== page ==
10:52am

Thu August 16, 2012
Shots - Health Blog

Grappling With The Uncertainty Of Alzheimer's Testing

When does it make sense to test a person for the risk of an incurable illness?
Andrei Tchernov iStockphoto.com

Counselors have long cautioned about the downsides of genetic testing for Alzheimer's disease.

For one thing, the current genetic tests for late-onset Alzheimer's — the type that develops after age 60 and is responsible for more than 90 percent of cases — only indicate a probability of getting the disease. It's not definitive. And consumers' ability to buy life insurance or long-term care coverage could be jeopardized by the results.

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10:43am

Thu August 16, 2012
The Salt

Peaches, Beautiful And Fleeting, Thanks To Fuzzy Thin Skin

Originally published on Mon October 22, 2012 11:25 am

Shopper reaches for donut peaches at the Penn Quarter farmers' market in Washington, D.C.
Maggie Starbard NPR

If lately you've noticed the farmers' market flooded with signs that say "donut," "cling," "whiteflesh" and "freestone," you won't be surprised to learn that August is National Peach Month. Though the juicy fruits pack the produce aisles now, in a few short months a good peach might be hard to find.

Many fruits, though harvested in other parts of the world, are available in the United States all year long. So why are peaches so seasonal, and in the winter, either difficult to find or hard as a rock?

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10:33am

Thu August 16, 2012
The Two-Way

Cut Diplomatic Ties? Hide Him In A Crate? How Might Assange Standoff End?

Originally published on Fri August 17, 2012 12:27 pm

Metropolitan Police Officers outside the main door of the Ecuadorian embassy in London. WikiLeaks founder Julian Assange is inside.
Will Oliver AFP/Getty Images

Now that Ecuador has said it will give WikiLeaks founder Julian Assange asylum as he seeks to avoid being extradited from Great Britain to Sweden by hiding out in Ecuador's London embassy, news outlets are looking at the complicated legal issues involved in cases such as his.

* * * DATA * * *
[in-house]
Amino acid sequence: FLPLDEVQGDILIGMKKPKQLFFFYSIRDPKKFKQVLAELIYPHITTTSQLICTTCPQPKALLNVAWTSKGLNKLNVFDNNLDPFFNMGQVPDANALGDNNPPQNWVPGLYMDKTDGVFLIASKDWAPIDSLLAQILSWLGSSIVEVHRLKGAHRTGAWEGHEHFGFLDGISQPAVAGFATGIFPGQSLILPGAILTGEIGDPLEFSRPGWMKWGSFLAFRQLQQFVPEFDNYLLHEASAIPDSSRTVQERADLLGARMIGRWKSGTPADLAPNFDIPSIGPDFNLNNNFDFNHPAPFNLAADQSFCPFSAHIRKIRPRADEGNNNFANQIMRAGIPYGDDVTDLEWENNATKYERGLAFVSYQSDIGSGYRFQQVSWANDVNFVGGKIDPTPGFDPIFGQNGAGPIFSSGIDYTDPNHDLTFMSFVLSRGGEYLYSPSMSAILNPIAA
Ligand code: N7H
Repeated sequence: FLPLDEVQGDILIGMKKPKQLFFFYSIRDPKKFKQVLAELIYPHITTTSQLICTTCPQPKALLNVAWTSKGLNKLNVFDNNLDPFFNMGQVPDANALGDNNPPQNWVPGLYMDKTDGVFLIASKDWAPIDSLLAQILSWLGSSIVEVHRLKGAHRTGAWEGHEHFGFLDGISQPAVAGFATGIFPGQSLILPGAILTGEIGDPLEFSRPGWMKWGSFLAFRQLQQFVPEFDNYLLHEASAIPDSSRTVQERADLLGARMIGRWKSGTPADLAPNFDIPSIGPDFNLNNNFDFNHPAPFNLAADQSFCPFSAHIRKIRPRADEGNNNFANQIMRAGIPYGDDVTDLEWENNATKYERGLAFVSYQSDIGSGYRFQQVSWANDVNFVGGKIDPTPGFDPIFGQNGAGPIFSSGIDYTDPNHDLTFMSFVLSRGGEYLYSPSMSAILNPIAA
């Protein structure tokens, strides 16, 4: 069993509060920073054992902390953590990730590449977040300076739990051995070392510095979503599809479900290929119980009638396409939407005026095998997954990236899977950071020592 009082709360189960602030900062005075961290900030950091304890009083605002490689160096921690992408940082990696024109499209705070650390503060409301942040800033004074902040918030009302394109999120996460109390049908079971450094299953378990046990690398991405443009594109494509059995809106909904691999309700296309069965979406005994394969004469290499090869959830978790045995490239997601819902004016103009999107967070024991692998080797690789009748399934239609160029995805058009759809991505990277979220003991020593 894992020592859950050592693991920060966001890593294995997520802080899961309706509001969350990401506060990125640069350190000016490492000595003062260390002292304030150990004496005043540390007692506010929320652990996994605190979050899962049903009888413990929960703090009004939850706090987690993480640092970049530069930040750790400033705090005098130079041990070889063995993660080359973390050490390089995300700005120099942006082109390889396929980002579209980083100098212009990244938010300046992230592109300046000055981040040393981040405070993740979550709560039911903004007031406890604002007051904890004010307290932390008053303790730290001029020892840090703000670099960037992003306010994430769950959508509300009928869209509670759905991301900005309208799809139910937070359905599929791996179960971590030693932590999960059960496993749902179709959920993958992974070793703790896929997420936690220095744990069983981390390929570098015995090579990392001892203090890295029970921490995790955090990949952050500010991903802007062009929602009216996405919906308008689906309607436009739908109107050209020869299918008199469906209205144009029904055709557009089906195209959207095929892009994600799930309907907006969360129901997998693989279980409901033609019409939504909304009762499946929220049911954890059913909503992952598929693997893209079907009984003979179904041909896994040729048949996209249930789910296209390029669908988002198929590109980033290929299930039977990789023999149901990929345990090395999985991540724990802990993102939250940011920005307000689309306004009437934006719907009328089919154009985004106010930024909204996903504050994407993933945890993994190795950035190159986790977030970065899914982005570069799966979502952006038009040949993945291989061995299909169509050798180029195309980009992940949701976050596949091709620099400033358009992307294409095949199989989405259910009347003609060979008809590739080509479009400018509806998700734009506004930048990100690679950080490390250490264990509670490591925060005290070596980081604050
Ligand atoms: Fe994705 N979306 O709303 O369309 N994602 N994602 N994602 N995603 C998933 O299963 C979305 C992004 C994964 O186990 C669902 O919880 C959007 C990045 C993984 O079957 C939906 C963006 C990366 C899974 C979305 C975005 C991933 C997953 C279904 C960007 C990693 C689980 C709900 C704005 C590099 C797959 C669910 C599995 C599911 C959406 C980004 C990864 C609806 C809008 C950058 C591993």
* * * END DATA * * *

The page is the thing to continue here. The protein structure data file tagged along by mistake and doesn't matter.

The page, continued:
Here are some things we've found fascinating in the coverage:

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10:00am

Thu August 16, 2012
-Tuned To Yesterday

Tuned to Yesterday

# 626, Mystery, Casey, Crime Photographer "The Fix" 2/26/48, Mr. Keen, Tracer of Lost Persons "Moonless Night" 1/6/44  

Tuned To Yesterday features programs from radio's golden era. Drama, Comedy, Western, Sci-Fi and more. Produced by Mark Lavonier.
 

9:30am

Thu August 16, 2012
Regional Coverage

Yogurt summit results in regulation change

Karen Dewitt WRVO

Governor Andrew Cuomo announced he is loosening some environmental regulations so that dairy farmers can more easily own more cows. The news came at the first ever yogurt summit convened by Cuomo at the state Capitol.

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9:01am

Thu August 16, 2012
Shots - Health Blog

Should Lack Of Exercise Be Considered A Medical Condition?

Originally published on Thu August 16, 2012 1:46 pm

Doctors need to prescribe exercise to patients who don't get enough exercise, a Mayo Clinic expert says.
iStockphoto.com

"You've got a bad case of deconditioning," the doctor says.

Actually, it would be the rare doctor who would say that to anyone. And though it might sound like something to do with hair, in fact, deconditioning is a familiar and more profound problem: the decidedly unnatural state of being physically inactive.

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8:51am

Thu August 16, 2012
The Two-Way

Ecuador Gives WikiLeaks' Assange Asylum

Originally published on Thu August 16, 2012 10:39 am

WikiLeaks founder Julian Assange.
Kirsty Wigglesworth AP

WikiLeaks founder Julian Assange has been granted asylum by Ecuador, Foreign Minister Ricardo Patiño just announced in Quito.

Now, the question becomes whether Great Britain will allow Assange to leave Ecuador's embassy in London so that he can travel to the South American nation that is offering him refuge.

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8:40am

Thu August 16, 2012
The Two-Way

Jobless Claims Held Steady At 366,000 Last Week

There were 366,000 first-time claims for unemployment insurance last week, up by 2,000 from the week before, the Employment and Training Administration says.

So what we said last week applies again:

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8:18am

Thu August 16, 2012
The Two-Way

11 Killed In Afghan Helicopter Crash; At Least 3 Were U.S. Military Personnel

Originally published on Thu August 16, 2012 9:04 am

The crash of an International Security Assistance Force helicopter in southern Afghanistan today killed 11 people who were on board, according to the NATO command in Kabul.

It has posted a statement saying:

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7:52am

Thu August 16, 2012
The Two-Way

More Carnage In Pakistan: Gunmen Execute About 20 Shiites

Pakistani Air Force personnel guard an air base northwest of Islamabad earlier today. It was attacked Thursday by militants armed with guns, rocket launchers and suicide vests.
Aamir Qureshi AFP/Getty Images

Thursday's attack on a Pakistani air base near Islamabad by heavily armed militants, which security forces were able to repel, has been followed by the news that gunmen executed about 20 Shiite Muslims today in northern Pakistan.

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